Passive- Not doing something to stop the person dying i.e.turning off life support
Active- deliberately giving a patient a legal injection which will end their life.
Sanctity of life- all life is sacred
Quality of life- some lives are more sacred than others
Doctrine of double effect- if you treat someone for something and a side effect is that they die then that's okay.
Euthanasia- Religious veiws
Euthanasia is illegal in the UK but legal in the Netherlands, Belgium and Switzerland.
Buddhists believe euthanasia is wrong and creates bad karma because its breaks the First Precept to not harm any living thing. Suffering is a fact of life as written in two of the Four Noble Truths ( (Dukkha/Tanha/Nirodha) and we must accept this. Also, if someone is suffering, they are working off bad karma, so if you try and commit euthanasia they may be cutting short their karma.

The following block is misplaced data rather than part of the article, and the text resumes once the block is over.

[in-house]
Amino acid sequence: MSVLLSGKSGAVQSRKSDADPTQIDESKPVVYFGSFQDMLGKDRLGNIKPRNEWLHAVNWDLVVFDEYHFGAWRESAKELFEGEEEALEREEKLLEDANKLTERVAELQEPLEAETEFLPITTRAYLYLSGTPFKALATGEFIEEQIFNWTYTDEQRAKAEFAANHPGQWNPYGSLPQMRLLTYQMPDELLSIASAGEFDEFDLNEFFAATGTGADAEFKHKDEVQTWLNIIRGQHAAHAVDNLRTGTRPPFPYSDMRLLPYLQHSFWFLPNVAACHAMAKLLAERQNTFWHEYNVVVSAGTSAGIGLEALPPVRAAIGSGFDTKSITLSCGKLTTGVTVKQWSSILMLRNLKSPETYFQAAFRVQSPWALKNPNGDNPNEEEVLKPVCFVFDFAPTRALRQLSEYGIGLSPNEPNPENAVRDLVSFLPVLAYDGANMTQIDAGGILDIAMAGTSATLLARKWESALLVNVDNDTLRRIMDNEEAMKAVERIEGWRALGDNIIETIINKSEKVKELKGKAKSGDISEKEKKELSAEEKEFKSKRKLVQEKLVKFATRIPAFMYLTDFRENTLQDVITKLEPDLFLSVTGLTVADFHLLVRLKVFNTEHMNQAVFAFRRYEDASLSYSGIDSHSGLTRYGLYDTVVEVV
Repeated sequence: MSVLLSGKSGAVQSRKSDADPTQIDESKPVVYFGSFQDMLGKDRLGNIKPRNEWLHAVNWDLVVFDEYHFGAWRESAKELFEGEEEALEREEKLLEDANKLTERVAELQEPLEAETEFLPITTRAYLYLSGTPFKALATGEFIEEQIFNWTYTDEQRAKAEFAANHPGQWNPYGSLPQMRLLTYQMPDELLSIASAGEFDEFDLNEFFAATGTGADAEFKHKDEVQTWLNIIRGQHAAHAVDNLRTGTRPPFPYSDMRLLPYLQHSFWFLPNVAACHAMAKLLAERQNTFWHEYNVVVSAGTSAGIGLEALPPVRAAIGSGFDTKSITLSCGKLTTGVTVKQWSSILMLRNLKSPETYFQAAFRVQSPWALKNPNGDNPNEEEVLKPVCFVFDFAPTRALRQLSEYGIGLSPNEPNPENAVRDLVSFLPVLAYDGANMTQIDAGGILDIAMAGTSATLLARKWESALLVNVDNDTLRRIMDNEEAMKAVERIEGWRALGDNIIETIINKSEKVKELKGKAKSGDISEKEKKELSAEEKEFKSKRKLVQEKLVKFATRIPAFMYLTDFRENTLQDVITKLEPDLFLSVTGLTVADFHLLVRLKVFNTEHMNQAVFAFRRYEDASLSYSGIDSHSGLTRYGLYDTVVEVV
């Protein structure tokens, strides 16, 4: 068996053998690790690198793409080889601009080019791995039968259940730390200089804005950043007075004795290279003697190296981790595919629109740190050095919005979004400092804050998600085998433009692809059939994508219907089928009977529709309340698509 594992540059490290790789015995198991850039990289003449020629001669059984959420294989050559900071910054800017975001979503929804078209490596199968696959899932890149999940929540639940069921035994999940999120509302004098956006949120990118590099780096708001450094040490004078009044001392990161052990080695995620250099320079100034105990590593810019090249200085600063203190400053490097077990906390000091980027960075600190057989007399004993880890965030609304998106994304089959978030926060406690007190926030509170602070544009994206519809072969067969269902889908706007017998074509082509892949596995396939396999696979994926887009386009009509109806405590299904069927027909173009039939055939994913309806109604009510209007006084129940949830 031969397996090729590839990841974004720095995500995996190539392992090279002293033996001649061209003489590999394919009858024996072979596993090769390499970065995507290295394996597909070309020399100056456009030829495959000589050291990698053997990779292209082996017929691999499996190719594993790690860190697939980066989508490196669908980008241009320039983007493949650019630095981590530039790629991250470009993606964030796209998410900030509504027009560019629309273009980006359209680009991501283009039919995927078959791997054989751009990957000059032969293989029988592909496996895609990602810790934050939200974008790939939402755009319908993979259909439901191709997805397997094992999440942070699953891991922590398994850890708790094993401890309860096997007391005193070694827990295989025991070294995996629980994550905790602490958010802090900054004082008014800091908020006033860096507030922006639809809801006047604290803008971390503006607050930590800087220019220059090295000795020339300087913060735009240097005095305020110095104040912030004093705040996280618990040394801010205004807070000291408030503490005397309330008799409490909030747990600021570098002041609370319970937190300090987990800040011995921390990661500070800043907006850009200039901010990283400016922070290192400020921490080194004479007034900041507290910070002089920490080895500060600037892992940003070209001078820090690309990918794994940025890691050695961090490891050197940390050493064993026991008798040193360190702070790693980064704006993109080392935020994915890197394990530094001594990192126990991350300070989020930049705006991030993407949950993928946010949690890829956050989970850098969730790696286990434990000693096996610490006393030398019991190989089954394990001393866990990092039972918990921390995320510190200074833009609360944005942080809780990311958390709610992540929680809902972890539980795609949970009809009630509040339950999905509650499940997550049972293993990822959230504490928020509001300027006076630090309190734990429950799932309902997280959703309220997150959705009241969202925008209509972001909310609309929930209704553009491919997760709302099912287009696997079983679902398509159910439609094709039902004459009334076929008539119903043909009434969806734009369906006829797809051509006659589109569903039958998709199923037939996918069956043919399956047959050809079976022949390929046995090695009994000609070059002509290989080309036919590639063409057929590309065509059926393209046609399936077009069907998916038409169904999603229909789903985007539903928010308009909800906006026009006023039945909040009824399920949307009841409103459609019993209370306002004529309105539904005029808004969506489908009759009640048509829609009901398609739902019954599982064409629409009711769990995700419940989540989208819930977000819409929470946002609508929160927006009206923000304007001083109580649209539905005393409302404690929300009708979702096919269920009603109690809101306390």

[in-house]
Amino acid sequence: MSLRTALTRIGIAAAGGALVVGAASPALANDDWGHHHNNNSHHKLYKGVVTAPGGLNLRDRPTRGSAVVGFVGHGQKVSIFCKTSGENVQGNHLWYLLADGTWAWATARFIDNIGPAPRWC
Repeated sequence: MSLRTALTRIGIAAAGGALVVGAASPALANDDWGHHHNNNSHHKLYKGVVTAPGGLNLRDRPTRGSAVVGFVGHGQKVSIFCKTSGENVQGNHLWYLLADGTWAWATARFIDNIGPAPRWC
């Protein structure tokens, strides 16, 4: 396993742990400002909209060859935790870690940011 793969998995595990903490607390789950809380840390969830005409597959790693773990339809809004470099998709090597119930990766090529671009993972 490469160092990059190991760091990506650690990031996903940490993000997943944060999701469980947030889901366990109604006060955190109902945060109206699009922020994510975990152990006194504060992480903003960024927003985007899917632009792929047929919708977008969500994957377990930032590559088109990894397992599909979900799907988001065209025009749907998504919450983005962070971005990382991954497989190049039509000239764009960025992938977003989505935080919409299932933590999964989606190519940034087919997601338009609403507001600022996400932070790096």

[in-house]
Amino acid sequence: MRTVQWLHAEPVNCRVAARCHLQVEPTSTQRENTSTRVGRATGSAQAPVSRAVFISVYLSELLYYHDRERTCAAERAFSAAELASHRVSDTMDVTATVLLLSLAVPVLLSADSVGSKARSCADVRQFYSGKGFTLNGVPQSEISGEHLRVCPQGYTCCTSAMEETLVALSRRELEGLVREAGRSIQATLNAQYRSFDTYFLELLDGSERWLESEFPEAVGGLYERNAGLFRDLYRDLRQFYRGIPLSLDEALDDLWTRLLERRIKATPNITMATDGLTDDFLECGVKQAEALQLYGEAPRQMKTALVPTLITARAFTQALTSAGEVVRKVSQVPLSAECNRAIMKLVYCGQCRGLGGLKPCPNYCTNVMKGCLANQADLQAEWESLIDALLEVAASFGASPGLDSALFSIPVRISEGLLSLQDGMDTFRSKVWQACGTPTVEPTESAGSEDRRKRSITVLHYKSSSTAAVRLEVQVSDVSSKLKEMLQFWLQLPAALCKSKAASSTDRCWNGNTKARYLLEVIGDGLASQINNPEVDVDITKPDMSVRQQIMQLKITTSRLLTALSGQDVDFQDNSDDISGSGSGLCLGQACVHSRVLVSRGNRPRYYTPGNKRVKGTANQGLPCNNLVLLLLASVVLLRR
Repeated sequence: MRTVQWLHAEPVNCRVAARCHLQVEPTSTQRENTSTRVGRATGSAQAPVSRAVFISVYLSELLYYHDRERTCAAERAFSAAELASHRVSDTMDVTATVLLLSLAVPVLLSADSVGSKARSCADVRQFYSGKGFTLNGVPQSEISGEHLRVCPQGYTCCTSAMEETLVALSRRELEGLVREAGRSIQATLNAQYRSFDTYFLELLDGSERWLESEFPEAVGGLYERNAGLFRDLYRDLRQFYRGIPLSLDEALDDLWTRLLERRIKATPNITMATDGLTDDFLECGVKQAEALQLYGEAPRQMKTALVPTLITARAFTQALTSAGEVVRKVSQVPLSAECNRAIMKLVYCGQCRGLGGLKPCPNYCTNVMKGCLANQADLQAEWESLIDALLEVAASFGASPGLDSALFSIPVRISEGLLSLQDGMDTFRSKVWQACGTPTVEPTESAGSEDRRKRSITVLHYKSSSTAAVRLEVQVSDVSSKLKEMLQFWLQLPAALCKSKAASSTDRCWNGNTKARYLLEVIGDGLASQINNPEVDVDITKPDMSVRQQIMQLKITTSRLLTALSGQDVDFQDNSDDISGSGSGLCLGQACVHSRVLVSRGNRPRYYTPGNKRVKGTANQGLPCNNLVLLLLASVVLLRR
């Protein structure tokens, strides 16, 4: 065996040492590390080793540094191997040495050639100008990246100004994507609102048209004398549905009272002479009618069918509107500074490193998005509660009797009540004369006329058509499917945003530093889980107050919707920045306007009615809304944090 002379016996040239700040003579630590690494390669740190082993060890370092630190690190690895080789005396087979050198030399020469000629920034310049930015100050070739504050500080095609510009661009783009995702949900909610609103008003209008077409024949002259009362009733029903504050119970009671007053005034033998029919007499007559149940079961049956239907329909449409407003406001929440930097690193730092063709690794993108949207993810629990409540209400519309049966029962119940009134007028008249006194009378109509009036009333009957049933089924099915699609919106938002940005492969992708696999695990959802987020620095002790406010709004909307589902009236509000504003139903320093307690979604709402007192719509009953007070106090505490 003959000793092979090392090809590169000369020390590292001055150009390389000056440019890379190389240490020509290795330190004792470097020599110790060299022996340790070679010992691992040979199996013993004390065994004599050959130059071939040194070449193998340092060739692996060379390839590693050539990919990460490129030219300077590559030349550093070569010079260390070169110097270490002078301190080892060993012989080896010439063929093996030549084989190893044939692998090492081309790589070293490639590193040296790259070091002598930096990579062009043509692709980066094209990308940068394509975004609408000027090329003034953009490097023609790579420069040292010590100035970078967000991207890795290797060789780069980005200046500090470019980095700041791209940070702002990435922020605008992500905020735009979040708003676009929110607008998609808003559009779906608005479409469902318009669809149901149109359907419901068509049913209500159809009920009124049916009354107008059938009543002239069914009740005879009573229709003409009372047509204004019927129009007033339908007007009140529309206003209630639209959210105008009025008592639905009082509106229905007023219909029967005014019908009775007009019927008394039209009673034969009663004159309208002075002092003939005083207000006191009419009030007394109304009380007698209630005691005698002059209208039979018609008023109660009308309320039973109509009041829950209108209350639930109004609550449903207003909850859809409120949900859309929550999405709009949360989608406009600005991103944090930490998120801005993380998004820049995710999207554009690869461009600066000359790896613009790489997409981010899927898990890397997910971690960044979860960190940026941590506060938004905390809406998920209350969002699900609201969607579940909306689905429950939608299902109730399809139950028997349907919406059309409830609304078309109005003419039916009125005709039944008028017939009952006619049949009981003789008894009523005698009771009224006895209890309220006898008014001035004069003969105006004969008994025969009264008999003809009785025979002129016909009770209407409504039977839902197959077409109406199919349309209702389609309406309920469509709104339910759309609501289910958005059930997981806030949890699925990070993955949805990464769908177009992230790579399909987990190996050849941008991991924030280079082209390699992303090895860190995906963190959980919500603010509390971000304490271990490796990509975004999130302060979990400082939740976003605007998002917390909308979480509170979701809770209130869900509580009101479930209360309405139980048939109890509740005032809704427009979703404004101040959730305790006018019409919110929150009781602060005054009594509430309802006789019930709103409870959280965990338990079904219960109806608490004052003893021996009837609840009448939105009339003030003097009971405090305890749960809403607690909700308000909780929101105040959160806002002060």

A Buddhist may also argue that if the intention is merciful, it could be allowed.
Christians usually disagree with euthanasia because of their belief in the sanctity of life and they believe that only God has the right to take life.
Although, some cannot believe that a loving God wouls want his people to suffer. They may argue that that god-given free will and intelligence give a person the right to choose to end their life when its quality is greatly reduced.
Keeping People Alive
Life-support machine:a machine that keeps people alive when they would otherwise have died.
All religions support turning off life-support machines for people who are brain dead.
Christians realise this may be interpreted as taking God's role in life and death, they would prefer nor to keep people alive with little prospect of a decent quality if life, purely to prolong it.
Religious principles to consider:
- compassion (Karuna)
- quality of life
- sanctity of life
- the First Precept, not causing harm to any living thing
- using God-given talents and skills to save life.
Help for the dying and bereved
Mourning: a period of time which signs of grief are shown